Precision Medicine

Development of novel prediction and stratification tools 

Research Question

To develop a tool which can predict whether or not a person with cardiovascular disease is likely to develop a mental health condition, and how old they will be when this occurs.
(and vice versa: onset of mental ill-health in people with cardiovascular disease).

Principal Investigator: Lili Milani


Risk of comorbidity

Currently, if a patient is diagnosed with mental ill-health, we have no reliable way to predict whether or not they are likely to develop cardiovascular disease. And the same uncertainly exists the other way around, when cardiovascular disease is diagnosed first.


Researchers have identified some genes that appear to increase a person’s risk of developing a mental health condition. Similarly, some rare genes have been identified that increase a patient’s risk of developing type 2 diabetes and obesity.
Nevertheless, these existing genetic tools do not have the power to say when this might occur (age of onset) or what the outcome might be (life-time trajectory).

Medication side effects

In a further twist, we know that some mental health medications can increase a patient’s chance of developing cardiovascular disease in the future, but we currently have no way to predict which patients are most at risk.

Our Research

Work package 5 will make use of the tools and infrastructure created by work package 1, the prescription data from work package 2, and gene discoveries from work package 1 and 2, to develop their prediction tools.

A key aspect of the new CoMorMent dataset from a work package 5 perspective is the timing of each health event/diagnosis/prescription (epidemiology); e.g. how old are people at the point of first diagnosis? How long is the gap between the first condition being diagnosed and the comorbidity occurring?

Age of onset of disease

We have recently developed tools that can predict the likely age-of-onset for various diseases of the brain and cardiovascular system. These tools look for clues (biomarkers) in our genetics, our existing health conditions, our lifestyles and our scans (MRI).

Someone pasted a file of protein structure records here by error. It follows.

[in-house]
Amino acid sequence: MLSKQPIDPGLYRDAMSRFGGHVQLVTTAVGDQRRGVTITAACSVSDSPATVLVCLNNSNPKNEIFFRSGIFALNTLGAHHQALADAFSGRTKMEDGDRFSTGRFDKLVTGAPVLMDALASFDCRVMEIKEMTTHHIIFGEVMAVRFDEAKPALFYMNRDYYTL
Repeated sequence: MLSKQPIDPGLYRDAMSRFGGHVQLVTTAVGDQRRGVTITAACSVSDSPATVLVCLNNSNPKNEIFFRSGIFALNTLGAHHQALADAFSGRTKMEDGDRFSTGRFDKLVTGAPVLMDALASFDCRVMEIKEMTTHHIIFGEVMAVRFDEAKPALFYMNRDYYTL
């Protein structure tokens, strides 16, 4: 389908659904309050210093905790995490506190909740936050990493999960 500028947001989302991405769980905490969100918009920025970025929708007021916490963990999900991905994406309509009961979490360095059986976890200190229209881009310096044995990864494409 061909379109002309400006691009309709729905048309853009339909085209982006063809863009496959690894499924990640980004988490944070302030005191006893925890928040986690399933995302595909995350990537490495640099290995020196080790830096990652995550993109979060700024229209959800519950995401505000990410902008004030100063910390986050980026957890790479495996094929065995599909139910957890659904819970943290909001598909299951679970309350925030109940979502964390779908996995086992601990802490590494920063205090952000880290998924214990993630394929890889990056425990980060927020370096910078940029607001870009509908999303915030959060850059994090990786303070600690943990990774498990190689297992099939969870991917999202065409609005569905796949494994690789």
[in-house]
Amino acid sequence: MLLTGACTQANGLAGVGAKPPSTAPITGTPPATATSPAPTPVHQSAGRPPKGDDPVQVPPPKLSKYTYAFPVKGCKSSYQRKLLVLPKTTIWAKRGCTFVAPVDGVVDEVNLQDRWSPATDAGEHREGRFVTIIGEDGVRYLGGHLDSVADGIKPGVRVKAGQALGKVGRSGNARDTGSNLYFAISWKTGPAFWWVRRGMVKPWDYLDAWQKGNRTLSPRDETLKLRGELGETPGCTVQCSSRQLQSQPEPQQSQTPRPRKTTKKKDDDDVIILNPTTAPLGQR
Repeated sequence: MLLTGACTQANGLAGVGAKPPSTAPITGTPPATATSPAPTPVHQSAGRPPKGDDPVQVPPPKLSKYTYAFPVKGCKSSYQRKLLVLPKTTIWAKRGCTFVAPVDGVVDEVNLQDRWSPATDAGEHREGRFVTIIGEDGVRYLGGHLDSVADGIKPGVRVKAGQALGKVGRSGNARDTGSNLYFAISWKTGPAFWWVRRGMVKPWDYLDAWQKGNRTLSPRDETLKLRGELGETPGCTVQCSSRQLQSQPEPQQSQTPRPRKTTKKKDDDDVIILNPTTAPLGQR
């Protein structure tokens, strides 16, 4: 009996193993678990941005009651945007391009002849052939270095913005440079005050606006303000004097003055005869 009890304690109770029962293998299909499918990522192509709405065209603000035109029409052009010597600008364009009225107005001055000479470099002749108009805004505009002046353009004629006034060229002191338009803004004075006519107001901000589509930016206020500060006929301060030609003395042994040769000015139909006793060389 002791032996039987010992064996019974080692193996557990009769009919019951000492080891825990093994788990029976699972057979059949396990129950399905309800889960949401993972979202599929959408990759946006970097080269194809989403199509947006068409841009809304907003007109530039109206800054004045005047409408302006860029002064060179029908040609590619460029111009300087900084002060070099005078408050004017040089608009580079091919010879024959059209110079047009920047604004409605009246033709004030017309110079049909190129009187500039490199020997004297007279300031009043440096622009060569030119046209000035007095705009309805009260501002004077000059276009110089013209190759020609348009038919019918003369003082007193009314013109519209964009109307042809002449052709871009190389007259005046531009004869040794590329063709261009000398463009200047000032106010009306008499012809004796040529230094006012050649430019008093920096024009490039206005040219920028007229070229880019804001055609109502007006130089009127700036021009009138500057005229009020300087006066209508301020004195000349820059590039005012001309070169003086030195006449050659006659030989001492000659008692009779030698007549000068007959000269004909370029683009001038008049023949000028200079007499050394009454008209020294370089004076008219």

We will adapt these tools so that they can be used to predict probable age-of-onset for cardiovascular disease in patients with severe mental health disorders (comorbidity).
A significant part of this adaptation will involve looking at the cardiovascular-related side effects of mental health medications (e.g. antipsychotics/SSRIs) and assessing what additional risks these may confer.

Multiple Gene Effects

We expect that a lot of our predictive power will come from analysing groups or networks of genes that act together and influence one-another. As the other work packages discover additional genes, so the accuracy of our model is likely to increase.

By studying many hundreds of genes and other biomarkers simultaneously, we hope to find patterns that will help us split people into different ‘treatment/risk groups’ (stratification).
This would help doctors to prescribe the most appropriate medications and recommend other interventions to improve future health (such as dietary interventions or physical activity).


Our methods are based on polygenic hazard scores (PHS) which takes into account of both genes and your current age. For example, in people who take anti-psychotics, the age-of-onset of cardiovascular disease may be lower than that of the general population (e.g. CVD at 45 rather than 55 years old).

Using novel machine learning tools, we will identify which genes put people with mental ill-health at additional risk of developing cardiovascular diseases, and critically when this is likely to occur (age-of-onset).

To examine the side effects of antipsychotic drugs we will study both the genes (GWAS) and the proteins that they produce. How do these proteins interact in the cell (protein-protein interaction algorithms)?


Validation is an important step. It is where we check that our results hold true, with a different sample of people.

  • To train our machine learning tools we will use a Nordic sample.
  • To test that our model is accurate, we will see if it can accurately predict what happened next in a clinical sample (The model will only be fed the early data, but the outcomes have already occurred, so prediction accuracy can be assessed)
  • Once validated, we will consider how to move the tool from the research lab to the doctor’s surgery. 


1. Desikan, R. S., Fan, C. C., Wang, Y., Schork, A. J., Cabral, H. J., Cupples, L. A., ... & Chen, C. H. (2017). Genetic assessment of age-associated Alzheimer disease risk: Development and validation of a polygenic hazard score. PLoS medicine14(3).

2. Khera, A. V., Chaffin, M., Aragam, K. G., Haas, M. E., Roselli, C., Choi, S. H., ... & Kathiresan, S. (2018). Genome-wide polygenic scores for common diseases identify individuals with risk equivalent to monogenic mutations. Nature genetics50(9), 1219-1224.

Useful links 

Institute of Genomics, University of Tartu 

Psychiatric Genomics Consortium 


Collaboration for sensitive data

Staff involved

Kelli Lehto

Kristi Krebs

Tuuli Jürgenson

Hanna Maria Kariis

Published May 15, 2020 5:45 PM - Last modified June 8, 2020 4:03 PM